In spite of all our complaints about smaller seats, poor customer service, and the burn of basic economy, when put in the proper historical perspective, air travel is more accessible, affordable, and comfortable than ever.
Just picture yourself booking a roundtrip "tourist class" flight to Amsterdam for $4,168.55, or paying $12,089.55 for a 30-day flight around the world.
If you value time as money, today’s air travel saves you a bundle. And in cash adjusted for inflation, the cost of flying has plummeted.
According to a study by Compass Lexecon, commissioned by Airlines for America, the average flight from L.A. to Boston in 1941 was worth $4,539.24 per person in today’s money, and it would have taken 15 hours and 15 minutes with 12 stops along the way. By comparison, a non-stop flight in 2015 would cost $480.89 and take only six hours. Thanks to intensifying low-cost competition, we can find airfares as cheap as $283 dollars today.
But we don’t need to go all the way back to the 1940s to see the benefits of airline deregulation and increased competition.
Part of the reason flying was so exclusive and (relatively) luxurious in the 40s, 50s, and 60s was that it was very expensive. Until the Airline Deregulation Act of 1978, airlines were considered a public utility and airfares were set by the federal government, which ensured airlines always made more than enough money.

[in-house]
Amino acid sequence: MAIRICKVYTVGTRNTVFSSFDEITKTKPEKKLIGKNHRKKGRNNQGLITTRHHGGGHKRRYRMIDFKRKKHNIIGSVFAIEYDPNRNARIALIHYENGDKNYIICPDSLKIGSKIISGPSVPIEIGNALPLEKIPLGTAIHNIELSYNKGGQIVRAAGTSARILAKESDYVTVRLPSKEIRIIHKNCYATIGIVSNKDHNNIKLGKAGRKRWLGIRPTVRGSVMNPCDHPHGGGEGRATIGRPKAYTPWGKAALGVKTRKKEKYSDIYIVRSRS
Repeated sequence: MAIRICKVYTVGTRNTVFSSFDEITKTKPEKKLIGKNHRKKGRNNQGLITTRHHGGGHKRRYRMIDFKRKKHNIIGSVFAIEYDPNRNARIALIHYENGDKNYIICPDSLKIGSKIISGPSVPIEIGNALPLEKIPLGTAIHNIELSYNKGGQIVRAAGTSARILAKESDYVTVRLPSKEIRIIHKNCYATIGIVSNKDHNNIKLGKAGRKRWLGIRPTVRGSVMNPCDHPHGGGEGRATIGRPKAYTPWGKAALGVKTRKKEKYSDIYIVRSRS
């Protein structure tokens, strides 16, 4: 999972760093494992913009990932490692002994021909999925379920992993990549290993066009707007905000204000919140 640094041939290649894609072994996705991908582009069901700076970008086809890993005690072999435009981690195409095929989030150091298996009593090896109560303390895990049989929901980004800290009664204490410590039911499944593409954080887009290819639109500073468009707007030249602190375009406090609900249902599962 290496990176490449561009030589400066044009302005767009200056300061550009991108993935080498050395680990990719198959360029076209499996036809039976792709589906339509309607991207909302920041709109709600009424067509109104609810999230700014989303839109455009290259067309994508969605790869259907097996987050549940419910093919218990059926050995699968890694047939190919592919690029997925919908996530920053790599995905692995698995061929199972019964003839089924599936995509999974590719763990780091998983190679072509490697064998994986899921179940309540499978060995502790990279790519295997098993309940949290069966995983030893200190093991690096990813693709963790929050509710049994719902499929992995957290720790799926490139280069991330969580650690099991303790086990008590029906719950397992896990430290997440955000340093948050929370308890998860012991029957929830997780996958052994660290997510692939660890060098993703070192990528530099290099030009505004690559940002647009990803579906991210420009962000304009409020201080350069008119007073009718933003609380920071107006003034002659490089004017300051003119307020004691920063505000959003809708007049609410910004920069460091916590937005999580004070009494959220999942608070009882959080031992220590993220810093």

Even after deregulation, a basic domestic roundtrip airfare in 1979 averaged $615.82 in today's money. That average fare dropped to $344.22 by 2016. Fees have risen dramatically from the equivalent of $1.65 in 1979 to $22.70 by 2016, but even with these fees added back in, airfares are much cheaper.
The Compass Lexecon study shows that, between 1990 and 2016, the domestic price per mile to fly decreased by 40 percent (and by 36 percent when you factor in fees). At the same time, fuel costs have risen for airlines by 110 percent since 1998, and airlines faced sharp drops in demand during the Great Recession of 2008-2009. With no regulatory protections for the industry, these set-backs and high costs led to bankruptcies and mergers, as they have in the past. But low-cost competitors ensure consumers can still pick between two or more airlines in most U.S. markets, which keeps the pressure on other airlines to keep those airfares affordable.
Because flying is cheap, many more people fly today in larger planes with more seats onboard. From the privilege of a few, air transport has evolved into a service for many.
And it has grown in staggering numbers. In 2000, airlines carried 1.6 billion passengers, according to the International Air Transport Association (IATA). By 2005, that number had grown to 2.1 billion. By 2015, airlines had served 3.5 billion passengers and they are expected to serve 4 billion passengers this year.
Security risks are greater and security lines are longer. People don’t wear their best suits to fly anymore. Deregulated, democratized, affordable air travel is very different from the glamorous air travel of those far-gone days, but at least more of us get the pleasure of complaining about it.